Pouring oil on the East China Sea

Some ongoing tensions between Japan and China are detailed here.

Japan has begun planning for the worst. A conflict with China over rich gas deposits in the East China Sea has escalated since late January when two Chinese destroyers entered the area, which has been in dispute for decades. Japan warned China that it would defend its resources there.

But conflict is not inevitable. China’s June 2004 proposal to jointly develop a large gas field that straddles a boundary claimed by Japan is an opportunity to cap rising tension, and at long last harvest the resources in the disputed area.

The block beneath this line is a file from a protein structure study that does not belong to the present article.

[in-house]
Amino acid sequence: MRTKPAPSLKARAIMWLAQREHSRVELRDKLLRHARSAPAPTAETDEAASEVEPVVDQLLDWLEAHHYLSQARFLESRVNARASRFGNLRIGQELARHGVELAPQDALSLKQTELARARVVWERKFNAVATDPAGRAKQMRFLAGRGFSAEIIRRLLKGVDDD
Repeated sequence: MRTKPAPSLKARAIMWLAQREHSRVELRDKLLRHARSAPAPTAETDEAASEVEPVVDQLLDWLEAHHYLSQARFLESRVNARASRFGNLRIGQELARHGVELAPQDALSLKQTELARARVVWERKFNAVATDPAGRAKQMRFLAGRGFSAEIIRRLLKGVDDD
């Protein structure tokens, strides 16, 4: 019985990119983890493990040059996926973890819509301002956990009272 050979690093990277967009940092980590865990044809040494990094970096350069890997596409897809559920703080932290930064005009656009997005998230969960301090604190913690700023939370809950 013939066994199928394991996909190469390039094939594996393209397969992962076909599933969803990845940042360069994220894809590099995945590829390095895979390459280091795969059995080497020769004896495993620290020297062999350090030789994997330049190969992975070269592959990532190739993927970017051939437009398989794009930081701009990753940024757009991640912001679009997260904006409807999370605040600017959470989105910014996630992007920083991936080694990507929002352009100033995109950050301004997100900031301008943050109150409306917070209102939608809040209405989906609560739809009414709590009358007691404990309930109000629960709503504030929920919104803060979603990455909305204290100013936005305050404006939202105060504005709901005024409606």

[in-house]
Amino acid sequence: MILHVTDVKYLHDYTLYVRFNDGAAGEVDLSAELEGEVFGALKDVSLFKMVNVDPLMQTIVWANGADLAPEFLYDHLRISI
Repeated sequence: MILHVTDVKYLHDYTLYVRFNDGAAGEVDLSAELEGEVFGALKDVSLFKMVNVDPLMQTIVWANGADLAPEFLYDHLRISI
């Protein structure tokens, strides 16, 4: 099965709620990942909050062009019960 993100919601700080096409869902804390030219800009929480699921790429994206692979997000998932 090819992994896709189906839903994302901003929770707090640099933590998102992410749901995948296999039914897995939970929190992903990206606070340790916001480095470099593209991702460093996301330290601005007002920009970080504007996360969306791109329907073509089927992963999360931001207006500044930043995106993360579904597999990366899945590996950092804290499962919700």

The East China Sea is thought to contain up to 100 billion barrels of oil – it is one of the last unexplored high-potential resource areas located near large markets. The development of oil and gas in much of the area has been prevented for decades by the boundary dispute. The Japanese government has refused to let companies explore and develop the resources in the area because it says that it could adversely affect relations and negotiations with China on the boundary.

But now China is drilling near the boundary claimed by Japan. Tokyo has officially protested the drilling and is now considering allowing some companies to drill on Japan’s side of its claimed boundary. Just the possibility has been protested by Beijing.